Online or offline, we humans are by nature a social animal.  For many of us, the quality of our interpersonal relationships is the single most important factor that determines our happiness in life.  All the more so in Korea, where its society functions mostly through very personal relationships.  The recent “very Korean” tear-jerker “Our Blues (우리들의 블루스)”, set against the backdrop of a tight-knit oceanside community in exotic Jeju Island (제주도), vividly shows you how ordinary Koreans cope with relationship conflicts and breakdowns among family and friends.  After watching all 20 episodes of dramatic embroidery of human relationships in variegated colors – high school sweethearts, friends with ups and downs, single fathers and children, sisters with disabilities, grandma and granddaughter, and mother and son – you will better understand the soul of Koreans as intense expressionists who just can’t hide their emotions. And you will see how Koreans forgive, after all.  Of course, with an empty box of tissues right beside you. 

DISCLAIMER: I take no responsibility for any diplomatic fiasco or unintended obligations from legal disputes (e.g., car accidents) that you may get yourself into after reading this article.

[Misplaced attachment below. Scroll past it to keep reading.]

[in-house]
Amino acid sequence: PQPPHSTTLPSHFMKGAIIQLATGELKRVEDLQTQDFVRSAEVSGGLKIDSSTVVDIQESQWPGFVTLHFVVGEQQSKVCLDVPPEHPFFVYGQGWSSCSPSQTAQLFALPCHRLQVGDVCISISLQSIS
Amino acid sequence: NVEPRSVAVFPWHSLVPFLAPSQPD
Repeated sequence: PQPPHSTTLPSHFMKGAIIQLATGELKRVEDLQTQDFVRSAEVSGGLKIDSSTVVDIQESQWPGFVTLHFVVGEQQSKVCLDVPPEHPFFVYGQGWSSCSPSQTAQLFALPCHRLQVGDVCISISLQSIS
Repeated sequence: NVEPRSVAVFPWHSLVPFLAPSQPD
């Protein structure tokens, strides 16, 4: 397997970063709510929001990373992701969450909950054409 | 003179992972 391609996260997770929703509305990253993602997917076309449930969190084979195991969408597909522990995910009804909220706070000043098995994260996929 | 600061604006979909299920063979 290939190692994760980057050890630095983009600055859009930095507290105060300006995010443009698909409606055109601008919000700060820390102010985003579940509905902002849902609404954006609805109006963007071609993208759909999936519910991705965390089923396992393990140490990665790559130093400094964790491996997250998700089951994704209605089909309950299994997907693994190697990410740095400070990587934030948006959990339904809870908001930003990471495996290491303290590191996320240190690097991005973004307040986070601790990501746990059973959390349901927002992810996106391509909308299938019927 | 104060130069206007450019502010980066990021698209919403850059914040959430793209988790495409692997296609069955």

In many relationships, the first step to resolving conflicts and breakdowns would be to say “Sorry,” which seems to be the hardest word for some people.  From my own life experiences, I found that some people never say “sorry” no matter what, and that others abuse the word by saying it unnecessarily too often.  And for some, a simple “sorry” is enough as an apology, while for others, it’s not “sincere enough” to forgive.  The reason is that every person, country, and culture has different sets of social code in apologizing and forgiving.  As in some other countries, Koreans use several levels of apologies according to situations AND the relevant relationships.  I listed below five most common ways to apologize verbally in Korean, with roughly corresponding phrases in other languages.  In the increasing order of sincerity and gravity of the cause: